Interrupting her enthrallment with the black bird, a much smaller creature flew so close to Raleigh’s face that she felt the need to reach out. It, too, buzzed against the wind, fighting to catch footing on a small bush near the bottom of the building. Raleigh craned her neck and pressed her forehead to the glass, all in an attempt to follow the brave bee, and found it rousting near a gorgeous fully bloomed black rose. No rose in the bush could compare to the size and proud sense of life it beamed toward her window. The bee seemed to nuzzle against the petals, causing an unstoppable wave of rage to travel from Raleigh’s heart straight to her eyes.
The longing to be outside with the bee, to touch the rose petals, and to bring their delicate feeling to the side of her cheek boiled over. She pressed her hands firmly against the glass and pushed with all her might. Despite her effort and increasing rage, the barrier did not budge, nor did it shift or crack. Reactions within her brain began exploding one after another in quick succession; her fists began beating against the shivering glass.
To herself she cried as the black bird and charcoal bee took flight in fear. Tears gushed from her eyes as a lonesome, heartbreaking wail erupted from her trembling lips. She felt a war within herself; medicine began battling throughout her brain while her thoughts of loneliness and panic drifted away. Still shaking from her outburst, Raleigh watched the black bird flying out of sight.
The tiny animal that fought so valiantly against the wind used its enemy to fly higher and higher toward the cottony clouds. It swooped and flipped in the air, completely liberated from its earlier troubles and the fear caused by the girl’s manic rapping at the window. Raleigh ran her barely-there fingernails down the length of the window pane, silently begging the beautiful creature to return.
As the bird sailed past the bright gray afternoon sun, she felt a brand new tingle emerging. Her insides twisted with a realization; no longer furious and boiling with anger, Raleigh surrendered to a kind of peaceful admiration for the flying animal. The sense of freedom and liberation engorged her heart as if she herself were flying away from her troubles and fears, toward a fully golden and majestic burning star.
An imaginary world took root within Raleigh’s mind once again, this time filled with singing black birds and black-trunked trees with glowing gray leaves. Her arms were no longer speckled with blood from numerous needle sticks but smooth and glowing with the same luster as the millions of leaves on every tree. The grass tickled the bottoms of her bare feet in the spots wore dull by years of cold, hard tile. A light giggle brought her heart to life as a strong breeze tugged at her long hair and wrapped it around her smiling face. The coveted feeling of freedom and liberation taken from the wonderful bird in flight found a permanent place in her heart.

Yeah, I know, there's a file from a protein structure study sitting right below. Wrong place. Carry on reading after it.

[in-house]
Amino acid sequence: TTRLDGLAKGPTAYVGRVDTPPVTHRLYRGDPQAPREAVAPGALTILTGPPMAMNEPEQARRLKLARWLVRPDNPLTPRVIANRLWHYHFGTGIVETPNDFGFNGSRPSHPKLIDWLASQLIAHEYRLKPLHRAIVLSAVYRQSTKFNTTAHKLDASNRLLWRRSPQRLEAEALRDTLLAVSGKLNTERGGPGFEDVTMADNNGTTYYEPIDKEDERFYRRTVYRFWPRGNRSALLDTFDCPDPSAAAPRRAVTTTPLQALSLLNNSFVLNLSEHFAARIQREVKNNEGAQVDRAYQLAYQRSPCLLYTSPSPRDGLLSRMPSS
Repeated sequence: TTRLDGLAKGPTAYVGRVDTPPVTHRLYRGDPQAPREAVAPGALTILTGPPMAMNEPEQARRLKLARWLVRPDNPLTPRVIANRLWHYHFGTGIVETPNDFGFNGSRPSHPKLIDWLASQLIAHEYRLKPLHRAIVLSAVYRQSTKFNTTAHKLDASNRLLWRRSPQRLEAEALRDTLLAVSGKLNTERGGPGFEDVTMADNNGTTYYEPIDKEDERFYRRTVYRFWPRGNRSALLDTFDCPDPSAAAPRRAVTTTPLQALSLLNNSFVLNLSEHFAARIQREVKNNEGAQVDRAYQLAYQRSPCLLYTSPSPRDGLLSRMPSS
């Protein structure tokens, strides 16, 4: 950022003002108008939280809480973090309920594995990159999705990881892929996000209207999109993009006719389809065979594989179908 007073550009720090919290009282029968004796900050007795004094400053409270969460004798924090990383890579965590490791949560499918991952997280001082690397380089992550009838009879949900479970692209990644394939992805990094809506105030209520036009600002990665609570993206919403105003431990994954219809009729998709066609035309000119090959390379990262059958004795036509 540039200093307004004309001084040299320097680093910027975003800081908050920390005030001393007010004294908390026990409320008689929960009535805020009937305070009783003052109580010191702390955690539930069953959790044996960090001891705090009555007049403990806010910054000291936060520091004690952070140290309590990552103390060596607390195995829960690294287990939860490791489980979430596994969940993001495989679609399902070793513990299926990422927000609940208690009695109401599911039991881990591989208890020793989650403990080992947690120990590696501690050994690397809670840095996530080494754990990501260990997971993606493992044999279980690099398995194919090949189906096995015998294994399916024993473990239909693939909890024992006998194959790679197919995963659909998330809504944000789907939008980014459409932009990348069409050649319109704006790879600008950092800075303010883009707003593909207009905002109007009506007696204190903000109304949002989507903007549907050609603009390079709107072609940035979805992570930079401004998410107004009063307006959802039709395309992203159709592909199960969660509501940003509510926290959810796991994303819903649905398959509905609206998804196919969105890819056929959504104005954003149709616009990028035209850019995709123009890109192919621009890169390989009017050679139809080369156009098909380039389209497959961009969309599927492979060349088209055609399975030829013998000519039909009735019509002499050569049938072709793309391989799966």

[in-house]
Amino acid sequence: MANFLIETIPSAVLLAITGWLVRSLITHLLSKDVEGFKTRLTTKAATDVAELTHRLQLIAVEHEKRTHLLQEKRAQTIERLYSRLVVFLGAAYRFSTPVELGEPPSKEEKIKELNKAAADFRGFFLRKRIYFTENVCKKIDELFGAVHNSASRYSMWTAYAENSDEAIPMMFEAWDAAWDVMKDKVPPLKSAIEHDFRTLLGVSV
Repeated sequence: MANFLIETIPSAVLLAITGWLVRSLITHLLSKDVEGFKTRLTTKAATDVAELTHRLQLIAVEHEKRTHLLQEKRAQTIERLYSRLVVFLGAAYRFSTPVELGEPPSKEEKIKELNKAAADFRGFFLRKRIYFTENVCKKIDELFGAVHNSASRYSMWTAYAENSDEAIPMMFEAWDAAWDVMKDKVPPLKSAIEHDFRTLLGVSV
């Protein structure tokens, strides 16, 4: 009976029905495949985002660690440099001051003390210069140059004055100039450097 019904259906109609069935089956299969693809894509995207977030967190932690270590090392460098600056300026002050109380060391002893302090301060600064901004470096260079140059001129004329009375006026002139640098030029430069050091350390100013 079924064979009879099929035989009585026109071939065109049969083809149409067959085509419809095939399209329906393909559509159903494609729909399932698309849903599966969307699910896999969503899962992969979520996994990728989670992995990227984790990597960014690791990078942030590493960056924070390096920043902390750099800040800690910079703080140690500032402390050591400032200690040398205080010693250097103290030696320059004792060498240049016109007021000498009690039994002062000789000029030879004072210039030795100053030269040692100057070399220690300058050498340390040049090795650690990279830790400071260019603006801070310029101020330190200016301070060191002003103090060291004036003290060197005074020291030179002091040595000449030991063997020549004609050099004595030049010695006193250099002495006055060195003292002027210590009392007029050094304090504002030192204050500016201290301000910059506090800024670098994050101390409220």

The thick wooden door burst open and sent a crashing bang over the empty walls of Raleigh’s room. Struggling with the rusty trick hinge, the head nurse manhandled her way into the teenage girl’s private sanctuary followed by two very prepared assistants. A single survey of the tiny quarters found Raleigh’s still—almost lifeless—body slumped over her spring-mattress cot. As though they were about to take down a wild lion, the nurse and her goons readied themselves into a striking position.
“Be careful,” she told the two men at each side, “this one likes to put up a fight. Just hold her still while I stick her.” A shiny syringe sprouted from her chubby, masculine hand, but Raleigh’s eyes stayed still as stone.
The two men lifted the girl and lightly placed her on the thin bed. The needle of the nurse’s syringe slipped into her arm with ease. Holding her hand stiff and steady, the burly woman expected a jump, a thrash, or, at the very least, a wail. But she got nothing; the entire room was silent.
Raleigh’s untamed hair covered her eyes but a small smile was visibly growing. No longer would she try to barter with the nurses, the doctors, or God. With the piercing pain of the needle stick and the searing medicine traveling up her arm, she felt her own inner spirit begin to transform. Her mind, the very thing that took away her ability to live life as a normal person, had given her the power to spread her very own set of shimmering black wings and fly away from her fears and impairments. Raleigh held fast to an imaginary freedom with endless songbirds and tender blades of soft, gray grass, devoid of needles and nurses and pills—her own unique freedom.